The “RDF” combat uniform, which referring to a transitional type of combat uniform between the Tropical Combat Uniform (TCU) and Battle Dress Uniform (BDU). Since the formal nomenclature of the “RDF” combat uniform: Coat, Hot Weather, Camouflage Pattern, is almost the same as BDU’s, collectors named it by its best known users: the Rapid Deployment Forces. In some certain context, when we are talking about “RDF”, it may be also referring to the transitional ERDL camouflage pattern.
Basically, the “RDF” combat uniform is modified from the last variety of Tropical Combat Uniform, and the only difference is the pockets. Looking back through the history of US Military Combat Uniforms, the “RDF” combat uniform we are talking about was some sort of standard or basic combat uniform pattern in the 1970s. The NLAB tested and evaluated many camouflage patterns based on it. But thanks to the limited number and range of issue, most US Military Ground Forces were still wearing utility uniform or TCU, only the RDF got issued the “RDF”.
The “RDF” combat uniform shares the same MIL-SPEC with the TCU: MIL-C-43199 (coat)/ MIL-T-43217 (trousers), both of them has many modified or improved versions, but I didn’t make the way to the detailed papers. The years of the “RDF” combat uniform started from 1972, ended and replaced by BDU in 1981. Not like its predecessor and successor, the issued “RDF” combat uniform has only one pattern and no known varieties. Even the uniform itself is quite neat, there are still some interesting things with it.
Camouflage Patterns of the “RDF”
So let’s begin with the most common ones, the ERDL “RDF” uniform. There are three types of ERDL “RDF”: Low Land/Green Dominate ERDL, High Land/Brown Dominate ERDL, and the “RDF” ERDL.
Vietnam War collectors are too familiar with the first two, and I believe it’s not necessary to repeat common sense here. In the late 1970s, both green and brown dominate ERDL camouflage fabrics were running out, and new fabric came with modified and improved ERDL camouflage pattern: the tone is much colder and pattern edges are not blur anymore.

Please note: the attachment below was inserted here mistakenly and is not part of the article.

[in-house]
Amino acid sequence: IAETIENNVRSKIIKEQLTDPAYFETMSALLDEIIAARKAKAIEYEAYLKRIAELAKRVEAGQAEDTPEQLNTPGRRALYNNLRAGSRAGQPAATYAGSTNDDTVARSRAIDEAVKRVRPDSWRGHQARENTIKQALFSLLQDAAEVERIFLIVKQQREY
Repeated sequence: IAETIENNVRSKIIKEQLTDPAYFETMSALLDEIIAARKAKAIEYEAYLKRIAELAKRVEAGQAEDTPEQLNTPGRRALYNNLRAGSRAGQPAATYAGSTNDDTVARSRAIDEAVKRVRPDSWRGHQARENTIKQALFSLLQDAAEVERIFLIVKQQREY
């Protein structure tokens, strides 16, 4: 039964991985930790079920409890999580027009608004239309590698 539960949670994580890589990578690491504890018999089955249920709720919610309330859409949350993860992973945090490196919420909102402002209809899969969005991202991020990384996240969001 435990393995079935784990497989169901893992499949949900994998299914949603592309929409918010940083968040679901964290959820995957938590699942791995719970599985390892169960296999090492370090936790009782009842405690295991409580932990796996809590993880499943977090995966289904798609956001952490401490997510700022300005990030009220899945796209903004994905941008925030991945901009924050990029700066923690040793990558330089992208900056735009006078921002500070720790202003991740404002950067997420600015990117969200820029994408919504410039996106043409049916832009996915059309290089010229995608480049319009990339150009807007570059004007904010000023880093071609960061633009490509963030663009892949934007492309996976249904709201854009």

The OG107 ones are much more hard to find nowadays. Rangers wore them in the 1980s.
There must be something unusual happened to the OG107 “RDF” combat uniform: we’ve discovered almost twenty individual OG107 “RDF” coat on the internet and we bought three of them, the coats we’ve discovered were all in Small-Regular size.
One more weird thing, so far we have not confirmed the existence of any OG107 “RDF” trousers, not even anyone mentioned. Are the trousers really exists? Or they just wear TCU trousers instead?
Six-color desert camouflage (Military assistant)
Both nomenclature and MIL-SPEC are changed on this one: Coat, Special Forces, Airborne (MIL-C-1109). It has some more characteristics: elbow reinforcements, liner buttons, etc.
Six-color desert camouflage (Experimental)
The six-color desert camouflage, or “chocolate chip camouflage”, maybe much more earlier than your stereotype. The assign date of Desert Battle Dress Uniform, or DBDU, is in 1980, but the camouflage was competed and tested in the early 1970s.
Learning from the label, we can know that the contract was in FY 1972, DPSC. Like many other experimental items, no stock number was assigned to it. It’s not the same thing as the Saudi Arabia Army version mentioned above.
Woodland Camouflage (Experimental)
Yes, it does exists.
ERDL Covered With Vertical Black Brush
In the MASSTER Program, beside the Model A to D camouflage patterns, there was a special ERDL variety: the Model E. It looks like brown ERDL covered with some vertical black brush pattern like tiger strips. The name “Model E” comes from the nomenclature on the label: Coat, Hot Weather, Camouflage Pattern, Model E.
Tiger Strip Camouflage (Experimental)
Vietnam War tiger strip camouflage also appeared in the MASSTER camouflage evaluation program, but I believe it just took part as a control subject, the NLAB was not really considering accepting it.
The Khaki “RDF” combat uniform was tested with other desert camouflages like chocolate chip and desert night. The interesting thing is, the date of the photo is far more earlier than both DBDU and Night Desert Camouflage Parka’s NSN’s assign date.
Caps And Hats
Besides these issued caps and hats, there are also some interesting experimental little things from NLAB.